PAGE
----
Every person in recovery experiences a wide variety of feelings. It is also common for various thoughts to enter one’s mind to heal. Regarding feelings, remember this: do not hide them. Feel your feelings. Also, remember this: do not let them overtake you. Feelings are not facts. Feel your feelings and let them go. Regarding thoughts, remember this: Not every idea has to be stored away in your brain. Sometimes it is best to acknowledge the thought and let it go. This is especially true regarding feelings of shame. Shame is simply put, not liking yourself as a person. Shame serves no place in recovery. It is also true when you have thoughts about using. (I’m going to talk more on this one next.) Acknowledge the thoughts and let them go.
Takeaway: It is vital that I feel my feelings without becoming them. It is also important that I acknowledge my thoughts without needing to dwell on them or store them away. It is okay to let them go.
Thoughts are not actions
This one is huge. I am a perfectionist in every aspect of my life, including recovery. For the longest time in early recovery, I thought I had failed if I had any thoughts about using or cravings. Here’s the deal, friends: we are addicts. Our brains’ chemistry differs from other people’s (and that’s another lesson for another day). It is practically impossible for a person working towards recovery to never have thought about using again. Thoughts and cravings are expected as our brain works to heal itself. You used these substances for a while–it takes time for your brain to rewire. The important thing is that you do not ACT on those thoughts. Our actions bring about consequences, so make sure that your actions match what you want for your recovery.
Takeaway: I have not failed if I have thoughts of drinking or using.
Recovery is not linear
Recovery is a process. Like many processes, it is not a line that goes straight up. It has some peaks, and it has some valleys. There will be days in recovery when you hit a meeting and call your sponsor, do some self-reflection, and engage in healthy habits. Then there will be other days when you struggle with thoughts and don’t want to face the day. That’s okay. It’s normal. That’s life. The important thing is that you don’t quit when you are in a valley. Keep pushing through.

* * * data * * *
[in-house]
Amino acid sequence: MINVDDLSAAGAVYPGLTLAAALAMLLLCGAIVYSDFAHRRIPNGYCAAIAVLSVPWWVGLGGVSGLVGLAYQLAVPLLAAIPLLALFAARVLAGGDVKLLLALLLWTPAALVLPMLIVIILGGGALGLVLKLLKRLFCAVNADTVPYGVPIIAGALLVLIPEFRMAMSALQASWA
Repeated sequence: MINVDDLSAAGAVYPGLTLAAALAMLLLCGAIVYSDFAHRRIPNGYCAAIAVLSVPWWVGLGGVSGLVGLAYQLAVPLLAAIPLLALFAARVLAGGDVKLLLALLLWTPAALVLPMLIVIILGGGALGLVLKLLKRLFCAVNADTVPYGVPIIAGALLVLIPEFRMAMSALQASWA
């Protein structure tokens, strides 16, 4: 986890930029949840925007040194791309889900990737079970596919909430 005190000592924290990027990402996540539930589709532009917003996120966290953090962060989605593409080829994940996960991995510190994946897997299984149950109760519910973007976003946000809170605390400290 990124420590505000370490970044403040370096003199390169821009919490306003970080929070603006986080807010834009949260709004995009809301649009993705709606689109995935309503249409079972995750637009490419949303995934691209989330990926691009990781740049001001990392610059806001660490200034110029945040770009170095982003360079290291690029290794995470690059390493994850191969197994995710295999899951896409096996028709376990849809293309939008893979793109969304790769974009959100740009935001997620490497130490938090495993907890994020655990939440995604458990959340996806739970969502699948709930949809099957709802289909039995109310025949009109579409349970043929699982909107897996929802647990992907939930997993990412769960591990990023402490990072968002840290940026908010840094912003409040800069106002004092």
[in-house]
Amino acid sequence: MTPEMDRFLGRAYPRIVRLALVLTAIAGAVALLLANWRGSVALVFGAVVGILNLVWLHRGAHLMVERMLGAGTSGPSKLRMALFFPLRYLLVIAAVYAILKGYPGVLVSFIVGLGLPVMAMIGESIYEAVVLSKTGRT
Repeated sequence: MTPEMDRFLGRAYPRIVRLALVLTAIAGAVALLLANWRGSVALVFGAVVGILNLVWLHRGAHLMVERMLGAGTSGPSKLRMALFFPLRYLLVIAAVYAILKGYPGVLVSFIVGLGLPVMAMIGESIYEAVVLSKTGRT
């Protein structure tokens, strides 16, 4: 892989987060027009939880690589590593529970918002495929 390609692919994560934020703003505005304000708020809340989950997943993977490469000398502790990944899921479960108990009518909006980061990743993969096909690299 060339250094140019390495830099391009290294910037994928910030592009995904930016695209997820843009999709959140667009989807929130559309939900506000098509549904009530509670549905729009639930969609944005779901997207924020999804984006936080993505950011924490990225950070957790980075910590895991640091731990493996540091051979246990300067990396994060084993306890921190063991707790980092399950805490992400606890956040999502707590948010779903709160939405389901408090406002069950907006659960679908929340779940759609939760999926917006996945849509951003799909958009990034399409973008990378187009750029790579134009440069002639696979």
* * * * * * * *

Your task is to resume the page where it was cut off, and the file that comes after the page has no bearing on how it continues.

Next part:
Takeaway: I will have difficulties in recovery, which is okay. I just have to keep pushing through.
Recovery involves the whole body
Recovery and abstinence are two different things. It is easy enough to not use a substance. The tricky part is not using a substance plus addressing stuff in your life that led you to drink or use. Therefore things like group and individual counseling sessions are crucial for those of us in recovery. Through them, we can examine ourselves physically, mentally, emotionally, socially, and spiritually to determine if anything is keeping us stuck in our old ways. Recovery is the healing of these aspects of ourselves.
Takeaway: Recovery involves physical, mental, emotional, social, and spiritual work.
Honesty, open-mindedness, and willingness
These three things allow the recovery process to start. First, you must be honest with yourself and others about your past, your current situation, and what you want to do about that to shape your future. Second, you must be open-minded regarding what you will have to do to make that future a reality. Suggestions will be made that you might think would never work for you. That’s where the third part comes in – be willing to try new things. You never know – the things you said you’d never do might be the things that propel you into joyful recovery.
Takeaway: I must be honest with myself and others, open-minded regarding recovery, and willing to try different things to make a sober future a reality.
I am worthy of recovery
If you hear nothing else I’ve said, please hear this: there is nothing that you have done, no mistake you have made that is too big or bad to keep you from being allowed to recover. We all mess up. Every person in recovery has a past. There are things that, over three years later, I still feel guilty about. But I am working on it. The beautiful part about recovery is that broken pasts can be turned into fulfilling futures. Relationships can mend, and we can restore trust. Life no longer has to revolve around putting a substance in your body. You don’t have to numb yourself; instead, you can experience life in all of its richness because you’ll have the tools to process the good and the bad. But NONE of this is achievable if you do not believe that you are worth the work and the effort. You are worthy of recovery and all of its gifts.
Takeaway: Recovery is possible when I believe I am worthy of it.
I hope and pray that these statements and takeaways will help you on your road to recovery. If you have questions or want more information about our program, please reach out! All of us at Family Life Center would love to speak to you!